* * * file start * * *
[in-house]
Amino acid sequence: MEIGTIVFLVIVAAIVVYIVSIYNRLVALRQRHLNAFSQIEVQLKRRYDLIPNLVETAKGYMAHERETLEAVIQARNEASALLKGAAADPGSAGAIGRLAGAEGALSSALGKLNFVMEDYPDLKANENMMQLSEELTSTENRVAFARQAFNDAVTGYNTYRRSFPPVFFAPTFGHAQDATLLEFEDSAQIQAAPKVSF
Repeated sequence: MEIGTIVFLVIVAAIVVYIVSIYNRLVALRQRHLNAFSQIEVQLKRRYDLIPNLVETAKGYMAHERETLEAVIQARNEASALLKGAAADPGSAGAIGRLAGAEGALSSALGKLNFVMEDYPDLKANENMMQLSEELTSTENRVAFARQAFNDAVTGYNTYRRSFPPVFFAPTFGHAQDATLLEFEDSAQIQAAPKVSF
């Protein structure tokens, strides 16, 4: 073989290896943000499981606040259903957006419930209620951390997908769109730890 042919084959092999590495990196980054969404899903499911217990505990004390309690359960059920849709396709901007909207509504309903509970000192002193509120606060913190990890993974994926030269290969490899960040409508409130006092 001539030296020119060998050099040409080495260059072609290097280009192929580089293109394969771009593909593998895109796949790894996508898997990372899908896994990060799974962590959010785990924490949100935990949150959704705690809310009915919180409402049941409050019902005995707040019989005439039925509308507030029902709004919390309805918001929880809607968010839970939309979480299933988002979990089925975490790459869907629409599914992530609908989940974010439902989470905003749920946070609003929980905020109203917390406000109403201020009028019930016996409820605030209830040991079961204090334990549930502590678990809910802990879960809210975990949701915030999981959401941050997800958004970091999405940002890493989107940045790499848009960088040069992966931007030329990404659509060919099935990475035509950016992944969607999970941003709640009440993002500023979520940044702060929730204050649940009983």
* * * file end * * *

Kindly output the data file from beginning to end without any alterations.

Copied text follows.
[in-house]
Amino acid sequence: MEIGTIVFLVIVAAIVVYIVSIYNRLVALRQRHLNAFSQIEVQLKRRYDLIPNLVETAKGYMAHERETLEAVIQARNEASALLKGAAADPGSAGAIGRLAGAEGALSSALGKLNFVMEDYPDLKANENMMQLSEELTSTENRVAFARQAFNDAVTGYNTYRRSFPPVFFAPTFGHAQDATLLEFEDSAQIQAAPKVSF
Repeated sequence: MEIGTIVFLVIVAAIVVYIVSIYNRLVALRQRHLNAFSQIEVQLKRRYDLIPNLVETAKGYMAHERETLEAVIQARNEASALLKGAAADPGSAGAIGRLAGAEGALSSALGKLNFVMEDYPDLKANENMMQLSEELTSTENRVAFARQAFNDAVTGYNTYRRSFPPVFFAPTFGHAQDATLLEFEDSAQIQAAPKVSF
């Protein structure tokens, strides 16, 4: 073989290896943000499981606040259903957006419930209620951390997908769109730890 042919084959092999590495990196980054969404899903499911217990505990004390309690359960059920849709396709901007909207509504309903509970000192002193509120606060913190990890993974994926030269290969490899960040409508409130006092 001539030296020119060998050099040409080495260059072609290097280009192929580089293109394969771009593909593998895109796949790894996508898997990372899908896994990060799974962590959010785990924490949100935990949150959704705690809310009915919180409402049941409050019902005995707040019989005439039925509308507030029902709004919390309805918001929880809607968010839970939309979480299933988002979990089925975490790459869907629409599914992530609908989940974010439902989470905003749920946070609003929980905020109203917390406000109403201020009028019930016996409820605030209830040991079961204090334990549930502590678990809910802990879960809210975990949701915030999981959401941050997800958004970091999405940002890493989107940045790499848009960088040069992966931007030329990404659509060919099935990475035509950016992944969607999970941003709640009440993002500023979520940044702060929730204050649940009983």